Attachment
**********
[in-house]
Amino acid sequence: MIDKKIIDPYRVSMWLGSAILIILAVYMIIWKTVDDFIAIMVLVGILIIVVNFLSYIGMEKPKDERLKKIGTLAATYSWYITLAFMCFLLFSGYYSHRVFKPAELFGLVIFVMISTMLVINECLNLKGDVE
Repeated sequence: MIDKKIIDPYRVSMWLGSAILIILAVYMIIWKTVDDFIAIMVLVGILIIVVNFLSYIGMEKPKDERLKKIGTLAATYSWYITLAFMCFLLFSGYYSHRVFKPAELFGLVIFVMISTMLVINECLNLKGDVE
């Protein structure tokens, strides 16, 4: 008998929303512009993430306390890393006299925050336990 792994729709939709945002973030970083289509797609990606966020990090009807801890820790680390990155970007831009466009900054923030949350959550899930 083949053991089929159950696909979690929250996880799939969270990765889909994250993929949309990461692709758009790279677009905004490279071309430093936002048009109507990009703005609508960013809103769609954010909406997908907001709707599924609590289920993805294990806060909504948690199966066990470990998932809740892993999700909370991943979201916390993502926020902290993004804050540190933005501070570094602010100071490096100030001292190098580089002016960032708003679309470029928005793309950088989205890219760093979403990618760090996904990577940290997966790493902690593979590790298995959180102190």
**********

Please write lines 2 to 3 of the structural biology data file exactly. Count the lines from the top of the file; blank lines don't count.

Amino acid sequence: MIDKKIIDPYRVSMWLGSAILIILAVYMIIWKTVDDFIAIMVLVGILIIVVNFLSYIGMEKPKDERLKKIGTLAATYSWYITLAFMCFLLFSGYYSHRVFKPAELFGLVIFVMISTMLVINECLNLKGDVE
Repeated sequence: MIDKKIIDPYRVSMWLGSAILIILAVYMIIWKTVDDFIAIMVLVGILIIVVNFLSYIGMEKPKDERLKKIGTLAATYSWYITLAFMCFLLFSGYYSHRVFKPAELFGLVIFVMISTMLVINECLNLKGDVE